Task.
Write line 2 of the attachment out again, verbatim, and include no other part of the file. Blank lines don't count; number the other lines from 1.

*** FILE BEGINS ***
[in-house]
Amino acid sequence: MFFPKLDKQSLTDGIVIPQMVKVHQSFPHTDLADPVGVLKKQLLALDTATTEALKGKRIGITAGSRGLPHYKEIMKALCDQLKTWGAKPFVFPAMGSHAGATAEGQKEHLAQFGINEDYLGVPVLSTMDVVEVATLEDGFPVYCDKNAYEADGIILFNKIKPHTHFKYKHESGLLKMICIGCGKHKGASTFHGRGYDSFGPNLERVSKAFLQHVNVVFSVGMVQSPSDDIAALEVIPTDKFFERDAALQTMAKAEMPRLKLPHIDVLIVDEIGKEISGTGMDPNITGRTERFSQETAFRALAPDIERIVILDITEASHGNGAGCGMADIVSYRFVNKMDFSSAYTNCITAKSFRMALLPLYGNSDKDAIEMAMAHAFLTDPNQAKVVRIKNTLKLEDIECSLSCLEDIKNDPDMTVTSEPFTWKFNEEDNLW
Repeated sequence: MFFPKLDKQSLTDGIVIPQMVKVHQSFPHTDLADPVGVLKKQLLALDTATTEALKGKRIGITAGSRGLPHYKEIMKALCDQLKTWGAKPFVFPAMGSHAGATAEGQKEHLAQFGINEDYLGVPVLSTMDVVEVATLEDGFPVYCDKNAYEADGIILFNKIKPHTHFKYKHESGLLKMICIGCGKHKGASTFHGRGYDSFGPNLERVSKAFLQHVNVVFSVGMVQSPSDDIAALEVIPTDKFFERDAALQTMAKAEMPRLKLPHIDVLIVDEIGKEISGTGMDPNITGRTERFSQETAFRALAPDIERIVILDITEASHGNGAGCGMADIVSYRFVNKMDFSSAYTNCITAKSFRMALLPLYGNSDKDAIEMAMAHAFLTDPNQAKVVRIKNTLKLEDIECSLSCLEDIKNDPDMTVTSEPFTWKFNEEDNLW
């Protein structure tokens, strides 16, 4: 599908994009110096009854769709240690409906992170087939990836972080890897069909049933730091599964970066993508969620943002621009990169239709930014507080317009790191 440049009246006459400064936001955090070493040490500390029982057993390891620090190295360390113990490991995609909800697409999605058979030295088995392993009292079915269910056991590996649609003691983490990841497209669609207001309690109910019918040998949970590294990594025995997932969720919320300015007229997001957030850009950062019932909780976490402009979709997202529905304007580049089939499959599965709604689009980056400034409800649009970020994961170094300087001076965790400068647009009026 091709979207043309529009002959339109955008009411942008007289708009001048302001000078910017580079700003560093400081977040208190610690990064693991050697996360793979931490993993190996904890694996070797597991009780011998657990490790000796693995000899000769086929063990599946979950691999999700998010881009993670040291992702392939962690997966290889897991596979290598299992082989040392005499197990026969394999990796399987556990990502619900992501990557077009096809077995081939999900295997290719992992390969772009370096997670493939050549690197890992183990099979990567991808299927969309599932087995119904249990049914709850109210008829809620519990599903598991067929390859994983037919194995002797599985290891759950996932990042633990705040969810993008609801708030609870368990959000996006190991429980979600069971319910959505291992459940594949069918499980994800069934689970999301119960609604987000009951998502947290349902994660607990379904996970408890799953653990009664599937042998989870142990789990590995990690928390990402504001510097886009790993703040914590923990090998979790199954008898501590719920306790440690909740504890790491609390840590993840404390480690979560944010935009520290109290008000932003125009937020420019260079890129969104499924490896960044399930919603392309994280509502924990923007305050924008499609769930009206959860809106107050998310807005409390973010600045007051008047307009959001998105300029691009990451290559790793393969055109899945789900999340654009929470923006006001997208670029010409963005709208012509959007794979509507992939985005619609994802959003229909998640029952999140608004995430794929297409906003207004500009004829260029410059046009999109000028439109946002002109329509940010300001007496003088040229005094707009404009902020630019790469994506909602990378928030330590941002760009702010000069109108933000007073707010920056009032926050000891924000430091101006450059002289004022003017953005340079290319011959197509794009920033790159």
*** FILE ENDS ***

Amino acid sequence: MFFPKLDKQSLTDGIVIPQMVKVHQSFPHTDLADPVGVLKKQLLALDTATTEALKGKRIGITAGSRGLPHYKEIMKALCDQLKTWGAKPFVFPAMGSHAGATAEGQKEHLAQFGINEDYLGVPVLSTMDVVEVATLEDGFPVYCDKNAYEADGIILFNKIKPHTHFKYKHESGLLKMICIGCGKHKGASTFHGRGYDSFGPNLERVSKAFLQHVNVVFSVGMVQSPSDDIAALEVIPTDKFFERDAALQTMAKAEMPRLKLPHIDVLIVDEIGKEISGTGMDPNITGRTERFSQETAFRALAPDIERIVILDITEASHGNGAGCGMADIVSYRFVNKMDFSSAYTNCITAKSFRMALLPLYGNSDKDAIEMAMAHAFLTDPNQAKVVRIKNTLKLEDIECSLSCLEDIKNDPDMTVTSEPFTWKFNEEDNLW